Leadership for learning: a literature study of leadership for learning in clinical practice

Authors

  • HELEN T. ALLAN PhD RN,

    1. Senior Research Fellow, Centre for Research in Nursing and Midwifery Education (CRNME), European Institute of Health and Medical Sciences, University of Surrey
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  • PAMELA A. SMITH PhD RN,

    1. Professor of Nurse Education, Director, Centre for Research in Nursing and Midwifery Education, European Institute of Health and Medical Sciences, University of Surrey
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  • MARIA LORENTZON PhD

    1. Visiting Senior Research Fellow, Centre for Research in Nursing and Midwifery Education, European Institute of Health and Medical Sciences, University of Surrey, Surrey, UK
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Helen T. Allan Centre for Research in Nursing and Midwifery Education (CRNME) European Institute of Health and Medical Sciences University of Surrey Duke of Kent Building Stag Hill, Guildford Surrey GU2 5TE UK E-mail: h.allan@surrey.ac.uk

Abstract

Aim  To report a literature study of leadership for learning in clinical practice in the United Kingdom.

Background  Previous research in the United Kingdom showed that the ward sister was central to creating a positive learning environment for student nurses. Since the 1990s, the ward mentor has emerged as the key to student nurses’ learning in the United Kingdom.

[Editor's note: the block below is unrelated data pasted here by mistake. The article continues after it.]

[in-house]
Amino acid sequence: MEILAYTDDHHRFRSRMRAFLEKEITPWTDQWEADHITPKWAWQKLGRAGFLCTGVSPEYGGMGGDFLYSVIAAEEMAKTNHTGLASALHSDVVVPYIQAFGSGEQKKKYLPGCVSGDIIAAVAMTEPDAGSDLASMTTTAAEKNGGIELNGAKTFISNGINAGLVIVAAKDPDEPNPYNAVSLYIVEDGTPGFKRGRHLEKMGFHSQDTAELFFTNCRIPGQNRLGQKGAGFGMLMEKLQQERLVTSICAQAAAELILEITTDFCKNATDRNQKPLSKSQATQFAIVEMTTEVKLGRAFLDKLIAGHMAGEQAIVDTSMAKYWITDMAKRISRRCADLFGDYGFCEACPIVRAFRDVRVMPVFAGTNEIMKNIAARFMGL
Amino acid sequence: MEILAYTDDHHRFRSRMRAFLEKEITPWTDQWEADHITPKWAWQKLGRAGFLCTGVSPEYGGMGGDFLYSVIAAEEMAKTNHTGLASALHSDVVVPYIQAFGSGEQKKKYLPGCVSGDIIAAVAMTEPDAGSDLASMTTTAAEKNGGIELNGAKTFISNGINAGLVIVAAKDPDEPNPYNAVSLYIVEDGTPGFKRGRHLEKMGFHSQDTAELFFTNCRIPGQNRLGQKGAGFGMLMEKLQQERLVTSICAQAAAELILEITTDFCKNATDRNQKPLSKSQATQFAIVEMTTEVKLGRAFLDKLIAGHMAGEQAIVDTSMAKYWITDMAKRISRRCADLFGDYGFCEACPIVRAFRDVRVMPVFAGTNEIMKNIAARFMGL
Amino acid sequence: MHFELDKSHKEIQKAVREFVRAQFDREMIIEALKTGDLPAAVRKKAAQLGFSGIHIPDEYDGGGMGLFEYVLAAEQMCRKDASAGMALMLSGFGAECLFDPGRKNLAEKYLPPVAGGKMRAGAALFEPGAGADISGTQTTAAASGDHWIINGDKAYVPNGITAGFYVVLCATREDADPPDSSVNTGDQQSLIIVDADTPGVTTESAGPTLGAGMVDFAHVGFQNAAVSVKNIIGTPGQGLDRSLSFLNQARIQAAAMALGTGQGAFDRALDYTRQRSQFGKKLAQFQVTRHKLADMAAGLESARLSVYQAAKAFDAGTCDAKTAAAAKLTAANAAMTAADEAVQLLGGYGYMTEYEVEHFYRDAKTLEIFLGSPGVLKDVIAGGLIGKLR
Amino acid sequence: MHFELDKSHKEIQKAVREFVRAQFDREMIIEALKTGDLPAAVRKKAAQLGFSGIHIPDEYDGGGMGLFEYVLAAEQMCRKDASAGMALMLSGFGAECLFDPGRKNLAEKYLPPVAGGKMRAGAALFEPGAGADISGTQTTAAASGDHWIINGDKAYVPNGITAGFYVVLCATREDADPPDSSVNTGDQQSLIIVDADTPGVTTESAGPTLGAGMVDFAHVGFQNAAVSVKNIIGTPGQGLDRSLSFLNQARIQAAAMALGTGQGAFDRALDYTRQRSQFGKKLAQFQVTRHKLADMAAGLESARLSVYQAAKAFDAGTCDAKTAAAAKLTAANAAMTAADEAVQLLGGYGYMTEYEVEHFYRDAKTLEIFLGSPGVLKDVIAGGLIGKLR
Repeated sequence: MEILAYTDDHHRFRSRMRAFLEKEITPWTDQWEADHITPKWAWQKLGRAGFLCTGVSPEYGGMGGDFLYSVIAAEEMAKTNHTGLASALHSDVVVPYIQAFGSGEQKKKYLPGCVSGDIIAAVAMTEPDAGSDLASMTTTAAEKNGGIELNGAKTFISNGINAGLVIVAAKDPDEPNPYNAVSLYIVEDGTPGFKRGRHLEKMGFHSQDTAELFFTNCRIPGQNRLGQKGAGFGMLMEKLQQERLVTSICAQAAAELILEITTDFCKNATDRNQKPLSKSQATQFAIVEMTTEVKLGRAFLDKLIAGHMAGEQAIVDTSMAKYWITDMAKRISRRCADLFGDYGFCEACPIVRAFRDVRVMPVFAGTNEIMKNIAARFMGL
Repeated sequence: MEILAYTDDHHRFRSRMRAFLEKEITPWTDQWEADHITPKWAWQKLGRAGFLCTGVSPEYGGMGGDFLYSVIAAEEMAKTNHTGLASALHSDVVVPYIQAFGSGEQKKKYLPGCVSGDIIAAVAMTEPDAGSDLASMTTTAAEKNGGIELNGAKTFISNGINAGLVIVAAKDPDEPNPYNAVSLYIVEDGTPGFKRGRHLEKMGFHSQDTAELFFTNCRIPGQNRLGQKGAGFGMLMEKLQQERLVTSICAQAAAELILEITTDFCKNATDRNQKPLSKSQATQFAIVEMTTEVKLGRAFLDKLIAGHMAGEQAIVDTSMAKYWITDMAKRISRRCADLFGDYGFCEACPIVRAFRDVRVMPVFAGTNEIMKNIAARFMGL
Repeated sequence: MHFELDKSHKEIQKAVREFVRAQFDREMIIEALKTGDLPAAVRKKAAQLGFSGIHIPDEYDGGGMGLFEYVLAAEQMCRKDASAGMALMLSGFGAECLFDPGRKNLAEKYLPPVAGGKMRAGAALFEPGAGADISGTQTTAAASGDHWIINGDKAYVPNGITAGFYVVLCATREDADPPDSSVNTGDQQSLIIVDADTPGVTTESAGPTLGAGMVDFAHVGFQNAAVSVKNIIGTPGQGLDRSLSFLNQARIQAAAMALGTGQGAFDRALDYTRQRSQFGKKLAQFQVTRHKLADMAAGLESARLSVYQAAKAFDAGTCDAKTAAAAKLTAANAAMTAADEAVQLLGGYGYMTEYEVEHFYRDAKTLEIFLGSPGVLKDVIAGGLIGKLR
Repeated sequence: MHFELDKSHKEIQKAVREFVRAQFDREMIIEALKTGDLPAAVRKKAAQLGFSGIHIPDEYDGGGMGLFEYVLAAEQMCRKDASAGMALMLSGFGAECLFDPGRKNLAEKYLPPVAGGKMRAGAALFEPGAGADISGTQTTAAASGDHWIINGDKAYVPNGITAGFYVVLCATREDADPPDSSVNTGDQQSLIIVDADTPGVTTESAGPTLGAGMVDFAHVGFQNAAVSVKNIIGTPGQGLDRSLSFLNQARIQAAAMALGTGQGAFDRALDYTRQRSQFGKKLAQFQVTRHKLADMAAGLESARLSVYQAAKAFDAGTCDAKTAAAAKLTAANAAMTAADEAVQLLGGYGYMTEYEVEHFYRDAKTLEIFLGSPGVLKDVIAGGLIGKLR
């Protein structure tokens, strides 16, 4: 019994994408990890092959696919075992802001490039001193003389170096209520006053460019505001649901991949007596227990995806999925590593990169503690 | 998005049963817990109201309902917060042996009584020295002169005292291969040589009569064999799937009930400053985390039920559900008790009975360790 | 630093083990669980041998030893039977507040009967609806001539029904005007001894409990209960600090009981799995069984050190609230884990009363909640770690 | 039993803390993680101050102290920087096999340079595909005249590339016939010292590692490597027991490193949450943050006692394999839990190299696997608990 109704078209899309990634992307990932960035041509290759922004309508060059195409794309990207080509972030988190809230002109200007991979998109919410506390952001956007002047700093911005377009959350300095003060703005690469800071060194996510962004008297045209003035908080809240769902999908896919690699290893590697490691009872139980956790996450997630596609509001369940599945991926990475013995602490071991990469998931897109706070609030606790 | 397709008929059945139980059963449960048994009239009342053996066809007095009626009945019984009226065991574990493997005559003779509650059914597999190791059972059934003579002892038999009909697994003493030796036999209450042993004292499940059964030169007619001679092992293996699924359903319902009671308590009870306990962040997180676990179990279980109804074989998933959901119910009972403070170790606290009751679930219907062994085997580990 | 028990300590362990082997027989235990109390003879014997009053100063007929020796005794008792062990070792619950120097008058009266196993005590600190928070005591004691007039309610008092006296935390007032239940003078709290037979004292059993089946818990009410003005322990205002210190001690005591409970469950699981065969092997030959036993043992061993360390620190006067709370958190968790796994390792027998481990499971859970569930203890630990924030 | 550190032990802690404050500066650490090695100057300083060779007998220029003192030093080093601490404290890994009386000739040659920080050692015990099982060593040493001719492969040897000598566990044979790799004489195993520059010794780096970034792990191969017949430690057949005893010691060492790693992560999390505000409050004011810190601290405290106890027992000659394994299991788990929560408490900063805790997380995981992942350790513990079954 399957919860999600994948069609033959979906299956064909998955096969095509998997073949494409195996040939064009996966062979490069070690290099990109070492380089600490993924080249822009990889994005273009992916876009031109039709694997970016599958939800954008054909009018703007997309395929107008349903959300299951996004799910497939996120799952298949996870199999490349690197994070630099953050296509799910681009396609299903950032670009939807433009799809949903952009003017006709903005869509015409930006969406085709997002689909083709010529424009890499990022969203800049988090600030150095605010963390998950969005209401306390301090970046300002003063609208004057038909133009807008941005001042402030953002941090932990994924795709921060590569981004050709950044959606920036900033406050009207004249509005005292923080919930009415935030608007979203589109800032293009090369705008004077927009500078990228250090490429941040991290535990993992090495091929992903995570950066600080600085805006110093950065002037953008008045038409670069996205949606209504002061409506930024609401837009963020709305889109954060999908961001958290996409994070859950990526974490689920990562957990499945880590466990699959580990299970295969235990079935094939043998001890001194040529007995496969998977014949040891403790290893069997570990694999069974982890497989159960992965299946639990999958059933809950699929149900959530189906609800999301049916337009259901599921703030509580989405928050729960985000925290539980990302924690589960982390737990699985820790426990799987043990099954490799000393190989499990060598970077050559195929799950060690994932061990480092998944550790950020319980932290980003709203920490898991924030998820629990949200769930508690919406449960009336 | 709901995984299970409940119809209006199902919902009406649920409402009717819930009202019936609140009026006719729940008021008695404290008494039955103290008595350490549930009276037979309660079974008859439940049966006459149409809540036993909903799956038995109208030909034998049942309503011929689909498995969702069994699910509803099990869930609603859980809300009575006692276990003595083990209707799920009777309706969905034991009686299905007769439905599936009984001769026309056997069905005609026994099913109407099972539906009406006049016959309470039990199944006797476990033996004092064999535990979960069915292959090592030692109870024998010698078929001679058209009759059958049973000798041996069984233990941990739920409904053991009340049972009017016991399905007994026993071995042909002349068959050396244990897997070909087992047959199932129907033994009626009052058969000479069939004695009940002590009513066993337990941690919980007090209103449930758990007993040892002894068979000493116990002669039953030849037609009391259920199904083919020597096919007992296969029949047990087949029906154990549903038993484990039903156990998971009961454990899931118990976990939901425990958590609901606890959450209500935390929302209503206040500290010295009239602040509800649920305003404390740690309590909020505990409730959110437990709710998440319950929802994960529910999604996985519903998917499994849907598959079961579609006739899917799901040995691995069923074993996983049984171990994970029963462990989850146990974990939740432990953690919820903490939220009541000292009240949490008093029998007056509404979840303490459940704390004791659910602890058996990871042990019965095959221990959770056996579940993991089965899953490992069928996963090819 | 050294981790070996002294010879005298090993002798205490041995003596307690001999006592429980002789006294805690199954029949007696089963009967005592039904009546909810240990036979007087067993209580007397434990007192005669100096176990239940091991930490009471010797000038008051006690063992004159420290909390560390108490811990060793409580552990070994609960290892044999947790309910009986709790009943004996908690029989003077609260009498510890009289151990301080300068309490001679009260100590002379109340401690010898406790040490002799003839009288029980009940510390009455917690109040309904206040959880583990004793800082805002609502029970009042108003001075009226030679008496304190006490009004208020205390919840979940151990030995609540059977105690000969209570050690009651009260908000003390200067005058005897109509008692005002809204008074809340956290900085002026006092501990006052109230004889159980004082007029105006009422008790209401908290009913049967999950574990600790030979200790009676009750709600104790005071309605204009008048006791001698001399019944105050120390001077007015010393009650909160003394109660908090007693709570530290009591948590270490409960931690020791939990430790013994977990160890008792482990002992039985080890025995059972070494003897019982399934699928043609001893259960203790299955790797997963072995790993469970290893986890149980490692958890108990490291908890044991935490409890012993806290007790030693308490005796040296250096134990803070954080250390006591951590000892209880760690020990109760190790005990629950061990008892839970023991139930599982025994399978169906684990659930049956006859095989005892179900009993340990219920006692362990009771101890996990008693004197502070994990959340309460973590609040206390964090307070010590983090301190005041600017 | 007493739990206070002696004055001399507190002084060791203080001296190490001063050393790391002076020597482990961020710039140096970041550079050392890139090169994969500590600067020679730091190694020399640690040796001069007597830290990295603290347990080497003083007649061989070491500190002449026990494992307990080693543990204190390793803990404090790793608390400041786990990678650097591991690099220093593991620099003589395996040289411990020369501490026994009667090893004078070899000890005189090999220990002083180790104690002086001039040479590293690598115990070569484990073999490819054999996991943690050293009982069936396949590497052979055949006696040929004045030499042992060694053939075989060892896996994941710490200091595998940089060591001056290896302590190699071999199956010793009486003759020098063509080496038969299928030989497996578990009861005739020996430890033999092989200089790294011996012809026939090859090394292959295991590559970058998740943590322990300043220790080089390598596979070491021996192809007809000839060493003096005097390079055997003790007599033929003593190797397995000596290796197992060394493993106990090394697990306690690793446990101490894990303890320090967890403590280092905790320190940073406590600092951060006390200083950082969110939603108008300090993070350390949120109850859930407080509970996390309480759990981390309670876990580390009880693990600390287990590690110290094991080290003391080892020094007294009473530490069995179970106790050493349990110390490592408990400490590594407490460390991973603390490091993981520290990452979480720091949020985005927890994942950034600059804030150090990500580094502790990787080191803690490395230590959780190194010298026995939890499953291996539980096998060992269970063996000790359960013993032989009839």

Methods  A literature study of new leadership roles and their influence on student nurse learning (restricted to the United Kingdom) which includes an analysis of ten qualitative interviews with stakeholders in higher education in the United Kingdom undertaken as part of the literature study.

Results  Learning in clinical placements is led by practice teaching roles such as mentors, clinical practice facilitators and practice educators rather than new leadership roles. However, workforce changes in clinical placements has restricted the opportunities for trained nurses to role model caring activities for student nurses and university based lecturers are increasingly distant from clinical practice.

Conclusions and implications for practice  Leadership for learning in clinical practice poses three unresolved questions for nurse managers, practitioners and educators – what is nursing, what should student nurses learn and from whom?

Implications for nursing management  Leadership for student nurse learning has passed to new learning and teaching roles with Trusts and away from nursing managers. This has implications for workforce planning and role modelling within the profession.

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